For a growing number of companies, it's a jungle out there on Internet message boards. Just ask
The Ridgefield, N.J.-based medical concern says that two former employees and another basher ganged up on the company so viciously with untrue posts, for almost a year, that its stock fell 40%. If you believed the bashers, you'd think Biomatrix made lethal products, violated federal drug laws and doctored its books. "BXM to be downgraded soon!" boomed a typical posting last year. "Massive inventory problems!" "Poor sales!" "No insurance coverage!" "Doctors find useless products!"
Regulators say the Biomatrix case illustrates the growth of organized trashing of companies in cyberspace, often by short-sellers. The goal: drive down the price to make a profit. Short-sellers borrow shares, sell them and then hope to buy them back when the price falls.
"There is this type of concerted activity to go out and disparage a particular stock, and we're seeing it more and more," says Thomas Ryan, securities enforcement chief for Massachusetts.
Of course, bashing isn't the only kind of manipulative activity. Message boards are used to tout stocks, as well. In one widely publicized case, two recent
graduates pleaded guilty to federal charges arising from a "pump-and-dump" stock scheme run on the boards. The two, who made $350,000 in less than a week on one stock they boosted, are to be sentenced this month.
The Two Sides
What to do about the problem? Some observers think that the Internet is such a powerful tool and so prone to manipulation that nothing short of a securities enforcement overhaul will reassure investors. Those on the opposite side say legal and regulatory remedies are already adequate to cope with manipulators and that most of what's posted on message boards should be ignored anyway.
"I don't shed any real tears for folks who've lost money because they invested in a stock based on a message board," says Thomas Sweeney, a former
Securities and Exchange Commission
attorney who now practices law in Pittsburgh.
No matter to some companies, though. They're fighting back against bashers. Biomatrix sued its tormentors, and a New Jersey state judge agreed in July that the company had been defamed. (
touched on Biomatrix's fight in a June
story.) Biomatrix is seeking damages.
The targets of the suit were Raymond and Richard Costanzo, twin brothers from Durham, N.C., and Ephraim Morris of Chandler, Ariz. Raymond Costanzo and Morris formerly worked for Biomatrix. The Costanzos declined to comment, and Morris couldn't be reached to comment.
In San Diego,
, a developer of information technology and communications systems, has taken on bashers in a court battle of more sweeping proportions. Other cases have targeted mostly daytraders and disgruntled former workers, but Titan contends through its attorney, Marshall Grossman of Los Angeles, that a recent message-board attack on its stock was mounted at least in part by professional short-sellers and hedge-fund principals.
"The information that we are being provided leads us to believe that there is a heavy involvement of licensed and registered individuals," says Grossman, who declined to provide details.
To be sure, investors and Wall Street analysts do have legitimate questions about some of the companies that come under attack on message boards. Biomatrix, for instance, is being sued by shareholders for alleged mismanagement. The company is fighting the suit.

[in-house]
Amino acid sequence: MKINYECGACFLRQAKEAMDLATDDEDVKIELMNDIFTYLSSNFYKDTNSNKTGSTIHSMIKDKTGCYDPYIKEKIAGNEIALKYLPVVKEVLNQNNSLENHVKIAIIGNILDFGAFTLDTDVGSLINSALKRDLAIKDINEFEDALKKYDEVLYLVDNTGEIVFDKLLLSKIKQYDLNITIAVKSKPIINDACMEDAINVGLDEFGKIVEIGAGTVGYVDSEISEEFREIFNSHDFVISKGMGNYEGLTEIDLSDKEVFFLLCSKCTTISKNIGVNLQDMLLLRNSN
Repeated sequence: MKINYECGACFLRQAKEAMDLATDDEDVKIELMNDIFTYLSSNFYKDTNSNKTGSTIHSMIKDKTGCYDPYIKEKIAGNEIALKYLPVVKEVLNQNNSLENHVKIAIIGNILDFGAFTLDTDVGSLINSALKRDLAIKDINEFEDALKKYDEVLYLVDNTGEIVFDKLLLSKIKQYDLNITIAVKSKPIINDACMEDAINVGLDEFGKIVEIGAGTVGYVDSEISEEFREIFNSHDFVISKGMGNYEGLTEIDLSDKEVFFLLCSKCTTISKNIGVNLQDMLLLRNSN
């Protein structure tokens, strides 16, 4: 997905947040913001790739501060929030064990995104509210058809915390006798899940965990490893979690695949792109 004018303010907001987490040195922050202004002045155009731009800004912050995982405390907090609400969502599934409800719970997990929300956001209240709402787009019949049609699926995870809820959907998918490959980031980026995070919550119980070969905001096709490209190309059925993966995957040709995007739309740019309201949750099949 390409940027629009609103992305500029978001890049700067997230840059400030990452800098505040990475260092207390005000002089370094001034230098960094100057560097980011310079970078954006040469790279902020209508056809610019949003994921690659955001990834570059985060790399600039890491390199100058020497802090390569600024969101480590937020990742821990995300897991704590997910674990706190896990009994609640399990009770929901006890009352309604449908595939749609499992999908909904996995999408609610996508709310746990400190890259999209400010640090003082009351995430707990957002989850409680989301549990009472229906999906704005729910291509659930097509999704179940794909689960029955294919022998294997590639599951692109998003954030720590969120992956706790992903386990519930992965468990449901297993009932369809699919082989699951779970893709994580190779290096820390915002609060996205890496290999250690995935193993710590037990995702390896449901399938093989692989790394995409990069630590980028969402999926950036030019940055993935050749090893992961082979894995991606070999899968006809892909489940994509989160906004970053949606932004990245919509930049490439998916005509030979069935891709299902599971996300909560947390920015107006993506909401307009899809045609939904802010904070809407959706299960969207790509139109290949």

Regulators so far haven't found any conclusive evidence of professional manipulation of stocks on message boards, but they say they have their eyes open for wrongdoers. The SEC recently announced plans to bolster monitoring of the Internet for fraud and is working to develop sophisticated surveillance systems.
In the Biomatrix case, Massachusetts regulators have stepped in. State securities officials last month filed an administrative proceeding against the bashers, accusing them of stock manipulation and seeking fines. Ryan, the state's securities enforcement chief, declined to discuss profits that may have been made, saying the case is still under investigation.
Actions like that cheer observers who dismiss the need for dramatic steps to cope with bashing. Some even go as far as to say that the brouhaha is overboiled and that most of the problem could be solved by getting offensive posts removed from message boards.
, for one, says it has heeded company requests to remove offending posts. A spokeswoman adds that the portal also will turn over names of post authors in response to a subpoena, provided that the message writer doesn't object. (
written about past cases.)
"I always tell clients not to sue over it because you'll give enhanced visibility to it," says Boris Feldman, a Silicon Valley attorney who advises technology companies. "As little as one out of 50 messages may have a nugget of thought."
As for Wall Street engaging in message-board manipulation? "Paranoid delusion," Feldman says.
Boston attorney Charles Solomont, who represented Biomatrix in the defamation suit, is among those who believes that needed checks against bashers are mostly in place.
"Has there been adequate enforcement up to now?" he asks. "I think not, but it's a function of people who enforce the laws learning how to react. The laws are out there to address these situations."
Others reluctant to intervene include free-speech and privacy experts worried about excessive snooping by regulators. Some in
fear that the SEC monitoring system will trample basic rights and want assurances that the agency will act prudently.
"We are really looking at some uncharted waters here," says Paul McMasters, First Amendment ombudsman at the
, a journalism foundation. That, of course, could be said for the whole message board brouhaha.
As originally published, this story contained an error. Please see
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